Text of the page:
In this Easter Vigil, the Liturgy proclaims the first chapter of the Book of Genesis, which recalls the mystery of creation and, in particular, the creation of man. Once more our attention centres on the mystery of man, the mystery made fully manifest in Christ and through Christ.

856 "Fiat lux", "faciamus hominem": these words of Genesis disclose their full truth when they are passed through the crucible of the Passover of the Word (cf. Ps Ps 12,6). During the quiet of Holy Saturday, through the silence of the Word, they find their fullest meaning: that "light" is the new light which will never fade; that "man" is "the new man created after the likeness of God in true righteousness and holiness" (Ep 4,24).

The new creation comes about at Easter. In the mystery of Christ's death and resurrection all is redeemed, and everything becomes once more perfectly good, according to God's original plan.

It is above all man, the prodigal son who squandered in sin the precious treasure of freedom, who regains his lost dignity. "Faciamus hominem ad imaginem et similitudinem nostram". How true and profound these words sound on Easter night! And how wonderfully timely they are for the men and women of today, so aware of their ability to control the universe, but often so confused about the true meaning of life, in which they are no longer able to recognize the signs of the Creator.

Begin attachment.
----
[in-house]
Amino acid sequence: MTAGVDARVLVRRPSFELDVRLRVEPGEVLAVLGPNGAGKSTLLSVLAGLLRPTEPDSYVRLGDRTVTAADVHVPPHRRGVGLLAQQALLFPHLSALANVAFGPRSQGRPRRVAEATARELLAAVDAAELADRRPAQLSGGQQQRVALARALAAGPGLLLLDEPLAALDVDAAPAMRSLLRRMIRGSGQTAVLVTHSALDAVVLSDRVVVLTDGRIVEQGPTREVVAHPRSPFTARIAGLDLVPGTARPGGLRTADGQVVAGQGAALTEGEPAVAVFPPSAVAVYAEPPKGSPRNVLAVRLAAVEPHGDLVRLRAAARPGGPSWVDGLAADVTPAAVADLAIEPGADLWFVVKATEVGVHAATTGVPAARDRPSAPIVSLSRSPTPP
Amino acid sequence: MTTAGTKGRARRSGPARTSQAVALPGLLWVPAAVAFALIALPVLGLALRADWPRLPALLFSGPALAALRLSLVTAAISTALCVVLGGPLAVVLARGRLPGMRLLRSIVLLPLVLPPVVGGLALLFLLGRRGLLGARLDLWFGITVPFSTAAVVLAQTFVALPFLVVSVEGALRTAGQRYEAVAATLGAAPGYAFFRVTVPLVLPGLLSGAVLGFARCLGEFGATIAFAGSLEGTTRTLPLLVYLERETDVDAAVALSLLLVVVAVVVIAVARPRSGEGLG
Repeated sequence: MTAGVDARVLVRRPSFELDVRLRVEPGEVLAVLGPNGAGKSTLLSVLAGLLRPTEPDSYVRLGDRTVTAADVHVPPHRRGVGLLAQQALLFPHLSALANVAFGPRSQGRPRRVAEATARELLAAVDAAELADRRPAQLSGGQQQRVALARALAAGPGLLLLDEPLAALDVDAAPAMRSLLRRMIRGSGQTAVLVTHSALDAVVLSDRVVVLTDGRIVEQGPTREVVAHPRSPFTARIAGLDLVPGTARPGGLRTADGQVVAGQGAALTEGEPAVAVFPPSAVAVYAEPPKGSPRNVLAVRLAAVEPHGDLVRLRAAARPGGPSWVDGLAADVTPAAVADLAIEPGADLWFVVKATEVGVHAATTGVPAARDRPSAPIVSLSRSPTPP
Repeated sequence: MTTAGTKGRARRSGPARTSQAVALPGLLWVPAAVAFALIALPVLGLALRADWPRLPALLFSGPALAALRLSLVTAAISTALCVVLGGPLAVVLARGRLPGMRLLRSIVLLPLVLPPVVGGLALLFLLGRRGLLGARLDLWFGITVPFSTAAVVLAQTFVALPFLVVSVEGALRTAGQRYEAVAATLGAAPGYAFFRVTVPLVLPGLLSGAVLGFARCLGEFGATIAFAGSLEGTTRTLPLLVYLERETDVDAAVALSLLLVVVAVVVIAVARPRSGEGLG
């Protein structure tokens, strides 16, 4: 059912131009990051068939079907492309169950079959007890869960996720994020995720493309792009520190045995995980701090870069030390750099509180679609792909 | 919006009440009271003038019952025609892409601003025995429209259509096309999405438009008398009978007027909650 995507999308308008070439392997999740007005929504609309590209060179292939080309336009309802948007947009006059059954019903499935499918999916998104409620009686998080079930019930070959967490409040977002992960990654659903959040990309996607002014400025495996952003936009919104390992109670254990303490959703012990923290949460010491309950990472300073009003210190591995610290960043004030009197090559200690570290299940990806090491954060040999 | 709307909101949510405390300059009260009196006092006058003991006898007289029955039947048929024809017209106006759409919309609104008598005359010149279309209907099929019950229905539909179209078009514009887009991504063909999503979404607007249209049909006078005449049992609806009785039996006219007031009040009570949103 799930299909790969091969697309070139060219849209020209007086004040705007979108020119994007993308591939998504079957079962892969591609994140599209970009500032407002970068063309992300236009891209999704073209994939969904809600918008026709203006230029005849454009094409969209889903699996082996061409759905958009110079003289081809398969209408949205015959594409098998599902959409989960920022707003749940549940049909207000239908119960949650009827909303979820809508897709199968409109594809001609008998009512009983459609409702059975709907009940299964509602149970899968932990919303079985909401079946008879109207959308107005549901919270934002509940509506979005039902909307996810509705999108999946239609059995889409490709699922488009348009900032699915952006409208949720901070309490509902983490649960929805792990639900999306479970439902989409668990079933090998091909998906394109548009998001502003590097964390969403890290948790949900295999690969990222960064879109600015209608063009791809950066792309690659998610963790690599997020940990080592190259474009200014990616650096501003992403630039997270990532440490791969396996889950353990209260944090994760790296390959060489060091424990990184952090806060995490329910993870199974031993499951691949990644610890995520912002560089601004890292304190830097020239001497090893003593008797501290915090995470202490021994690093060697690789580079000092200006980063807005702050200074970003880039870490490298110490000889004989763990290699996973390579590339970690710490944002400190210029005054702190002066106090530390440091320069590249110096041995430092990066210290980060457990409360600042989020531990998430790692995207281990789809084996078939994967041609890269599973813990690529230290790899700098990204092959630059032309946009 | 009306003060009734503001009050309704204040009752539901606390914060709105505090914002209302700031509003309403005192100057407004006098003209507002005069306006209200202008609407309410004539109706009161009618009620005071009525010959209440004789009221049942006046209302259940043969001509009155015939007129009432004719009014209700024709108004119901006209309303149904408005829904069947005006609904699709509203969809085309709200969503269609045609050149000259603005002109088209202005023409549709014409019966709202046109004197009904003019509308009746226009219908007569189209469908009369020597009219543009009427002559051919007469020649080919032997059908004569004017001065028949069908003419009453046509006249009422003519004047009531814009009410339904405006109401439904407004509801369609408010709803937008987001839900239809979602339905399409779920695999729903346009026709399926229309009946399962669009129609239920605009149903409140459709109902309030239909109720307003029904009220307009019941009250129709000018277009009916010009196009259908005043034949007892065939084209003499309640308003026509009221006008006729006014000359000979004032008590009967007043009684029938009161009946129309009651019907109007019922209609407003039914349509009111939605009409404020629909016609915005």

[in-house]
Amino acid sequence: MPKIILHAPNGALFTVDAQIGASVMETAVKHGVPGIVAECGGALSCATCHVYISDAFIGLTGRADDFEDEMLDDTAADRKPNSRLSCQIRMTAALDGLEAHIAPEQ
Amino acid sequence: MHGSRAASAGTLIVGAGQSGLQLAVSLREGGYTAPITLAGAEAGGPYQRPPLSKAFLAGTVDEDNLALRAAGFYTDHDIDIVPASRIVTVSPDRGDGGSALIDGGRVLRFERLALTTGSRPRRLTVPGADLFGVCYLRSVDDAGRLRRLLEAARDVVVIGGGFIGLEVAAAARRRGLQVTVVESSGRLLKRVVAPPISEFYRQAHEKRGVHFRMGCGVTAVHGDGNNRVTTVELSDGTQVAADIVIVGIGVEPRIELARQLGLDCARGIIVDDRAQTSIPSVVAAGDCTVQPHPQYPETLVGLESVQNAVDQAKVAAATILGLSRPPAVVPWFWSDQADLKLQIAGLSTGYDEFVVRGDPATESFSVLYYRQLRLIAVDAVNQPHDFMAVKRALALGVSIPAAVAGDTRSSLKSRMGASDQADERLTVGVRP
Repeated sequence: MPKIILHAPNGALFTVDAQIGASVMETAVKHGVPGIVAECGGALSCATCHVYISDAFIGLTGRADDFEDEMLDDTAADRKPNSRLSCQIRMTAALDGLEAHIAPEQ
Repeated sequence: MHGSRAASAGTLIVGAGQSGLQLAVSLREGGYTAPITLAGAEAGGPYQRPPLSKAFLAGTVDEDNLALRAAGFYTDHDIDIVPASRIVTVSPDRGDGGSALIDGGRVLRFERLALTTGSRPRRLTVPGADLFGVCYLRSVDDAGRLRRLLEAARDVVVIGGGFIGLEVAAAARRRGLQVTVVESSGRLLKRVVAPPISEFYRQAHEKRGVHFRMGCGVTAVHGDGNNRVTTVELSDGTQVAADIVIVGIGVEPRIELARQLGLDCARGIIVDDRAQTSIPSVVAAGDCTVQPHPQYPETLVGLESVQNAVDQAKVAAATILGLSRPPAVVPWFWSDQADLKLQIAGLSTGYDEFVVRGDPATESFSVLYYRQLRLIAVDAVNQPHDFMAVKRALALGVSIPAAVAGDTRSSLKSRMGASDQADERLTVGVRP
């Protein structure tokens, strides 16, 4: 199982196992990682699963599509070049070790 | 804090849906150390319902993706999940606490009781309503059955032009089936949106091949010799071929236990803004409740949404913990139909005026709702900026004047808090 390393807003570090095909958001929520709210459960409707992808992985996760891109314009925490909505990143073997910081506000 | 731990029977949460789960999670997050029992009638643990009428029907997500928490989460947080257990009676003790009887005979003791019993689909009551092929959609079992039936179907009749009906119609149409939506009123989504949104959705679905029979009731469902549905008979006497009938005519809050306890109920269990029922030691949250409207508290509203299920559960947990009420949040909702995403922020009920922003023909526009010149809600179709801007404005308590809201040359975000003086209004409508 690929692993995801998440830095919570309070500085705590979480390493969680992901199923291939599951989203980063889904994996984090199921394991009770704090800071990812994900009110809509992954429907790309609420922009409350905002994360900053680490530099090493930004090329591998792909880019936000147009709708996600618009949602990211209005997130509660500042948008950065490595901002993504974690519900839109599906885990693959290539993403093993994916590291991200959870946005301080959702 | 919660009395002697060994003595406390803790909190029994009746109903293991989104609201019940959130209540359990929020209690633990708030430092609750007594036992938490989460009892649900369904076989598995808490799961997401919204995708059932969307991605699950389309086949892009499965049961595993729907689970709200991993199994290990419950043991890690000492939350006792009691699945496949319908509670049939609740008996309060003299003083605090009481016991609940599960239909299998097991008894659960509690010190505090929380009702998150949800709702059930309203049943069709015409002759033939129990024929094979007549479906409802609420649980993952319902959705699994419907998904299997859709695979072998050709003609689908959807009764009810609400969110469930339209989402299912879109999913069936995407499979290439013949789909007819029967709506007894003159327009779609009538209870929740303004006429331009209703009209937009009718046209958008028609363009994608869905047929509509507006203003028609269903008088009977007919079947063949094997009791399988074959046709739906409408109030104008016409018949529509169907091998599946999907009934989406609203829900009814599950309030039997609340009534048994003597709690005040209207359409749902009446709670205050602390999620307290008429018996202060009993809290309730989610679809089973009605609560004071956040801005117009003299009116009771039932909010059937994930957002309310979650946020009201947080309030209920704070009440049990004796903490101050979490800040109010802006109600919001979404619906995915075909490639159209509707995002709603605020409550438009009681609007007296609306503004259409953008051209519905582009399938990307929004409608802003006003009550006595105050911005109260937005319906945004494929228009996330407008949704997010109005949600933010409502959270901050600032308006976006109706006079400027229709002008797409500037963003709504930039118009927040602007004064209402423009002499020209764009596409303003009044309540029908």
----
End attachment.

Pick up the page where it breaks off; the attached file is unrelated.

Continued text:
2. In this regard, I am reminded of certain passages of the Constitution Gaudium et Spes of the Second Vatican Council, which blend harmoniously with the marvellous symphony of the Readings of the Easter Vigil. In fact, this Council document, if carefully studied, proves to be profoundly Paschal in both its content and its guiding inspiration. In it we read: "Only in the mystery of the incarnate Word does the mystery of man take on light. For Adam, the first man, was a figure of him who was to come (cf. Rom Rm 5,14), namely, Christ the Lord. Christ ... is 'the image of the invisible God' (Col 1,15). He himself is the perfect man. To the sons of Adam he restores the divine likeness which had been disfigured from the first sin onward . . . By his incarnation the Son of God has united himself in some fashion with every man. By suffering for us he not only provides us with an example for our imitation. He blazed a trail, and if we follow it, life and death are made holy and take on a new meaning. The Christian man, conformed to the likeness of that Son who is the firstborn of many brothers, receives 'the first-fruits of the Spirit' (Rm 8,23) . . . Through this Spirit who is 'the pledge of our inheritance' (Ep 1,14), the whole man is renewed from within, even to the achievement of the 'redemption of the body' (Rm 8,23): 'If the Spirit of him who raised Jesus from the dead dwells in you, then he who raised Jesus from the dead will also bring to life your mortal bodies, because of his Spirit who dwells in you' (Rm 8,21). The Christian . . . linked with the Paschal mystery and patterned on the dying Christ, will hasten forward to resurrection in the strength which comes from hope" (No. 22).